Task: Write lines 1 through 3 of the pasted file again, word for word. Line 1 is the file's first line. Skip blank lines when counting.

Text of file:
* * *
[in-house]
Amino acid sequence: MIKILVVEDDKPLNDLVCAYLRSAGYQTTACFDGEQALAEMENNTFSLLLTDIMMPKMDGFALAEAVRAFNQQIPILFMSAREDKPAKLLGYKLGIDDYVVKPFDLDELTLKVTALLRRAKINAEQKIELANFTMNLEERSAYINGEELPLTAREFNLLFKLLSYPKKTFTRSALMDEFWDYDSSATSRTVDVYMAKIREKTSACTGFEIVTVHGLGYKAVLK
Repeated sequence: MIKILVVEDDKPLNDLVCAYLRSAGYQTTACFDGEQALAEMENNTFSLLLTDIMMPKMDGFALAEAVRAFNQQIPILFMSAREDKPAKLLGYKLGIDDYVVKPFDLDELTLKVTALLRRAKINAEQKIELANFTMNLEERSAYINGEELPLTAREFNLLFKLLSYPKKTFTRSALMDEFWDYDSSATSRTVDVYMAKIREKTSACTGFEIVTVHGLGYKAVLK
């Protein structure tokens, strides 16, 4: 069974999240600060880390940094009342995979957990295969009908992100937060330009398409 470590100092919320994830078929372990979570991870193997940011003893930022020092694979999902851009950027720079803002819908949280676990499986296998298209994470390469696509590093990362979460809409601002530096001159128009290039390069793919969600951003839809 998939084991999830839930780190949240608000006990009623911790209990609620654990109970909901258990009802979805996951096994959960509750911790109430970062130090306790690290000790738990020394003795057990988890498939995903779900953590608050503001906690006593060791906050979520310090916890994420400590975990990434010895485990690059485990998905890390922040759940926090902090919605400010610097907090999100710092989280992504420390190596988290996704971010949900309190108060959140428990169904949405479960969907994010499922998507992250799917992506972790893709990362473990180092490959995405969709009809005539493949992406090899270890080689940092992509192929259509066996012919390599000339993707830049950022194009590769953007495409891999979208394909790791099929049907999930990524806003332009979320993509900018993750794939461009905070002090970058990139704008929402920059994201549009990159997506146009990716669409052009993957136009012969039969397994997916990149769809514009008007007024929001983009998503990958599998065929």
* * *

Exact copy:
[in-house]
Amino acid sequence: MIKILVVEDDKPLNDLVCAYLRSAGYQTTACFDGEQALAEMENNTFSLLLTDIMMPKMDGFALAEAVRAFNQQIPILFMSAREDKPAKLLGYKLGIDDYVVKPFDLDELTLKVTALLRRAKINAEQKIELANFTMNLEERSAYINGEELPLTAREFNLLFKLLSYPKKTFTRSALMDEFWDYDSSATSRTVDVYMAKIREKTSACTGFEIVTVHGLGYKAVLK
Repeated sequence: MIKILVVEDDKPLNDLVCAYLRSAGYQTTACFDGEQALAEMENNTFSLLLTDIMMPKMDGFALAEAVRAFNQQIPILFMSAREDKPAKLLGYKLGIDDYVVKPFDLDELTLKVTALLRRAKINAEQKIELANFTMNLEERSAYINGEELPLTAREFNLLFKLLSYPKKTFTRSALMDEFWDYDSSATSRTVDVYMAKIREKTSACTGFEIVTVHGLGYKAVLK